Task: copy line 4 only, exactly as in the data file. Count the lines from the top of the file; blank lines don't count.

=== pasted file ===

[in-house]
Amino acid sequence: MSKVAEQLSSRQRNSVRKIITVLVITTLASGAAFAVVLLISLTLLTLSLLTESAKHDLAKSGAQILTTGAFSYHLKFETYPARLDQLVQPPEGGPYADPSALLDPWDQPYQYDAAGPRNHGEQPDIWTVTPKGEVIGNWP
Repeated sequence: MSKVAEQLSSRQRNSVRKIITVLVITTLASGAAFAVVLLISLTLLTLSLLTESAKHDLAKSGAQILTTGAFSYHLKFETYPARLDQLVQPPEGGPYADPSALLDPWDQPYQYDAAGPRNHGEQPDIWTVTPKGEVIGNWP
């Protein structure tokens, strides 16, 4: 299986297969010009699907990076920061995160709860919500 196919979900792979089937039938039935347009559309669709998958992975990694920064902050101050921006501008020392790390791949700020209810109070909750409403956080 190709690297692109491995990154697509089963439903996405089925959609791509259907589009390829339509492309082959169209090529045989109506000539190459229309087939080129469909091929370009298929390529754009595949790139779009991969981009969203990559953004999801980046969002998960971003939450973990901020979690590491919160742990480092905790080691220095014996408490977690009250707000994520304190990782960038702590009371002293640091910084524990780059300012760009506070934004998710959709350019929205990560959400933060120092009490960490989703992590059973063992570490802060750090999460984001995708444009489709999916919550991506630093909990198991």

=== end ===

């Protein structure tokens, strides 16, 4: 299986297969010009699907990076920061995160709860919500 196919979900792979089937039938039935347009559309669709998958992975990694920064902050101050921006501008020392790390791949700020209810109070909750409403956080 190709690297692109491995990154697509089963439903996405089925959609791509259907589009390829339509492309082959169209090529045989109506000539190459229309087939080129469909091929370009298929390529754009595949790139779009991969981009969203990559953004999801980046969002998960971003939450973990901020979690590491919160742990480092905790080691220095014996408490977690009250707000994520304190990782960038702590009371002293640091910084524990780059300012760009506070934004998710959709350019929205990560959400933060120092009490960490989703992590059973063992570490802060750090999460984001995708444009489709999916919550991506630093909990198991």